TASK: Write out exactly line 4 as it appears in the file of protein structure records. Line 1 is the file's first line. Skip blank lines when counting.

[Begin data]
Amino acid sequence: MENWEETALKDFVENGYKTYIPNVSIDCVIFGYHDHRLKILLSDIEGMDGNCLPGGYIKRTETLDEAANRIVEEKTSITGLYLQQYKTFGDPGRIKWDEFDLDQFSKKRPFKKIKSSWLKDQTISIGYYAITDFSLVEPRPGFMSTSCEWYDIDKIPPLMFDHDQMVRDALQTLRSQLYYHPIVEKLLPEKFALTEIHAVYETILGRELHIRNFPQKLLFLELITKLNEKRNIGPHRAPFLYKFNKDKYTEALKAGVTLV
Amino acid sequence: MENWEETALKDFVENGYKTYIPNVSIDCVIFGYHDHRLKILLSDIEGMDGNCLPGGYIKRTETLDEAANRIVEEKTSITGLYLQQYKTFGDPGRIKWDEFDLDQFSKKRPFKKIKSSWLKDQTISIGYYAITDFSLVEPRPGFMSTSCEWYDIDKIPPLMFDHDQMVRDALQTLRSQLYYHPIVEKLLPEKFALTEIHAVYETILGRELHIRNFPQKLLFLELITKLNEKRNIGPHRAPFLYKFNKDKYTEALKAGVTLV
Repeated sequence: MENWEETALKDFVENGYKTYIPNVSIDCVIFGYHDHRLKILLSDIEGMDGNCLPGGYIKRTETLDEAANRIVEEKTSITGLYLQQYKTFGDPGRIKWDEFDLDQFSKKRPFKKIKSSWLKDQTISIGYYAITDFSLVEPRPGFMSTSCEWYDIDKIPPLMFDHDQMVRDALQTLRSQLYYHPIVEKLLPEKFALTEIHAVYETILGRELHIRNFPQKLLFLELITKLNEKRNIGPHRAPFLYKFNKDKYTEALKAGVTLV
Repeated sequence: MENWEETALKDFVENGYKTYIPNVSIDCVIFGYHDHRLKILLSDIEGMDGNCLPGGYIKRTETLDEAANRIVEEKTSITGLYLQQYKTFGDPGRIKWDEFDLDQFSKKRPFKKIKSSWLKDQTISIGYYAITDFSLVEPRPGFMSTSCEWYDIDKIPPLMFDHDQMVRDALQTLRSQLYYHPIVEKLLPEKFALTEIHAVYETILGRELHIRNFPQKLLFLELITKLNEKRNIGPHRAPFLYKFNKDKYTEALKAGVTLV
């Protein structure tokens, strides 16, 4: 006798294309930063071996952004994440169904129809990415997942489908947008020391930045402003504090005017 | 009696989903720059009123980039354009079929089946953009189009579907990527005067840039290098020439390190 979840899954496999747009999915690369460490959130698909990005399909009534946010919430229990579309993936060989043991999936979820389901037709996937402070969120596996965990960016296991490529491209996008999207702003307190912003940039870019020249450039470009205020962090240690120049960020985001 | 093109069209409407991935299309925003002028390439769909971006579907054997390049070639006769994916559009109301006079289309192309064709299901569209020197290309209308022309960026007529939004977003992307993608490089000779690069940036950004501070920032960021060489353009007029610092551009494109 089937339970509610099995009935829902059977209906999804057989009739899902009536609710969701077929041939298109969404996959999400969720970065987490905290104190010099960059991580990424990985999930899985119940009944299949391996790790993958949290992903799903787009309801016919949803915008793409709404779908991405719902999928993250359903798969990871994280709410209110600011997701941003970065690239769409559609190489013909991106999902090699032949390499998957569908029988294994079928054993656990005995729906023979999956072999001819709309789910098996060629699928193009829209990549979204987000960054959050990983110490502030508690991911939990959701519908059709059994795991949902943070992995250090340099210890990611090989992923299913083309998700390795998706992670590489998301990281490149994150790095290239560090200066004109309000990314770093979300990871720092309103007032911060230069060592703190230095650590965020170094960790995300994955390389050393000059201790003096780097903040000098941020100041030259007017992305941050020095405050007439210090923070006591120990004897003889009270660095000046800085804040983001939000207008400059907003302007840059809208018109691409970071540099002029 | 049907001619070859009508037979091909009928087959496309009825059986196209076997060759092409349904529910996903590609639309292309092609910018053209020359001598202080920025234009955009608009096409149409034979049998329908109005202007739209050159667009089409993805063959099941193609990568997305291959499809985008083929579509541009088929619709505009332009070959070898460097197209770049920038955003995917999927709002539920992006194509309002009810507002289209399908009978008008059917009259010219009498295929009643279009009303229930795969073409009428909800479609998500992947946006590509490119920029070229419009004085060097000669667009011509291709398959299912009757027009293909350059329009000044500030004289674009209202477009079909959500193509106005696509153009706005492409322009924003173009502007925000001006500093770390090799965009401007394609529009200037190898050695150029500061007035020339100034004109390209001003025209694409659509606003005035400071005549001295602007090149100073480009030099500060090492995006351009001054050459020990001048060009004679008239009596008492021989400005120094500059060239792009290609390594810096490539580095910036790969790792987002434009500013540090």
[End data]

Repeated sequence: MENWEETALKDFVENGYKTYIPNVSIDCVIFGYHDHRLKILLSDIEGMDGNCLPGGYIKRTETLDEAANRIVEEKTSITGLYLQQYKTFGDPGRIKWDEFDLDQFSKKRPFKKIKSSWLKDQTISIGYYAITDFSLVEPRPGFMSTSCEWYDIDKIPPLMFDHDQMVRDALQTLRSQLYYHPIVEKLLPEKFALTEIHAVYETILGRELHIRNFPQKLLFLELITKLNEKRNIGPHRAPFLYKFNKDKYTEALKAGVTLV